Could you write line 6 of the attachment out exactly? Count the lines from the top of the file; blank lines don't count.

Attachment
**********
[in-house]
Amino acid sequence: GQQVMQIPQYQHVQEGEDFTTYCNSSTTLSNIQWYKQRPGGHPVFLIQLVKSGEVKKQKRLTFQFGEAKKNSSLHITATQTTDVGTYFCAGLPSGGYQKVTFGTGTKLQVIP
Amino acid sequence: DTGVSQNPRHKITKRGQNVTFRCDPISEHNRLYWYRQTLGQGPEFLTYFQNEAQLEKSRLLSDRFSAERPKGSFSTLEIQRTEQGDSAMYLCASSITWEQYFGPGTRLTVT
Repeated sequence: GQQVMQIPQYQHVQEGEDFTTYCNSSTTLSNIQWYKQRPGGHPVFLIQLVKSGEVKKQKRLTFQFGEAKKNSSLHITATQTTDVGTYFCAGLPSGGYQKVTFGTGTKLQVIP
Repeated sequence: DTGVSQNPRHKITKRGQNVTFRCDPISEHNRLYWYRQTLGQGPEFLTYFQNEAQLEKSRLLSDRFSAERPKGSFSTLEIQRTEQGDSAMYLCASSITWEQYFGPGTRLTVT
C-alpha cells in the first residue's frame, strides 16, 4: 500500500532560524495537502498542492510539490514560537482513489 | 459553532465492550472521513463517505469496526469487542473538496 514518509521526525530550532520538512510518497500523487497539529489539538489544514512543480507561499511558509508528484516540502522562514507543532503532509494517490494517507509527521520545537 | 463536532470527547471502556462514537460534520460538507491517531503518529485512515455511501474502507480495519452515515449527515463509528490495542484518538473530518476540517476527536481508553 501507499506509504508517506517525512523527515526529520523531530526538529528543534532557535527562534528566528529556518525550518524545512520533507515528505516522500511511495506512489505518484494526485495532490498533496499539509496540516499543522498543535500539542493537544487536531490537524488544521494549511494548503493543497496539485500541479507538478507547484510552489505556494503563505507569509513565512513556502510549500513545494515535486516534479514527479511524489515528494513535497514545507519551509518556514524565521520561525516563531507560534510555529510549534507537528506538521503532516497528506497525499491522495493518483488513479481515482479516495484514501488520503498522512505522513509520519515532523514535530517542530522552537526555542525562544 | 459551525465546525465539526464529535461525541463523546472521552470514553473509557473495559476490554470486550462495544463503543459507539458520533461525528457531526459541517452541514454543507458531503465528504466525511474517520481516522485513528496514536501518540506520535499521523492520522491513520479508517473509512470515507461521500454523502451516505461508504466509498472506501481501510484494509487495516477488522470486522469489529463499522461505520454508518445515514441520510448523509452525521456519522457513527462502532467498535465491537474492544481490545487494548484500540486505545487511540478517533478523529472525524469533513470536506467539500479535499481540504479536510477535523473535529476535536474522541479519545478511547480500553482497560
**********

C-alpha cells in the first residue's frame, strides 16, 4: 500500500532560524495537502498542492510539490514560537482513489 | 459553532465492550472521513463517505469496526469487542473538496 514518509521526525530550532520538512510518497500523487497539529489539538489544514512543480507561499511558509508528484516540502522562514507543532503532509494517490494517507509527521520545537 | 463536532470527547471502556462514537460534520460538507491517531503518529485512515455511501474502507480495519452515515449527515463509528490495542484518538473530518476540517476527536481508553 501507499506509504508517506517525512523527515526529520523531530526538529528543534532557535527562534528566528529556518525550518524545512520533507515528505516522500511511495506512489505518484494526485495532490498533496499539509496540516499543522498543535500539542493537544487536531490537524488544521494549511494548503493543497496539485500541479507538478507547484510552489505556494503563505507569509513565512513556502510549500513545494515535486516534479514527479511524489515528494513535497514545507519551509518556514524565521520561525516563531507560534510555529510549534507537528506538521503532516497528506497525499491522495493518483488513479481515482479516495484514501488520503498522512505522513509520519515532523514535530517542530522552537526555542525562544 | 459551525465546525465539526464529535461525541463523546472521552470514553473509557473495559476490554470486550462495544463503543459507539458520533461525528457531526459541517452541514454543507458531503465528504466525511474517520481516522485513528496514536501518540506520535499521523492520522491513520479508517473509512470515507461521500454523502451516505461508504466509498472506501481501510484494509487495516477488522470486522469489529463499522461505520454508518445515514441520510448523509452525521456519522457513527462502532467498535465491537474492544481490545487494548484500540486505545487511540478517533478523529472525524469533513470536506467539500479535499481540504479536510477535523473535529476535536474522541479519545478511547480500553482497560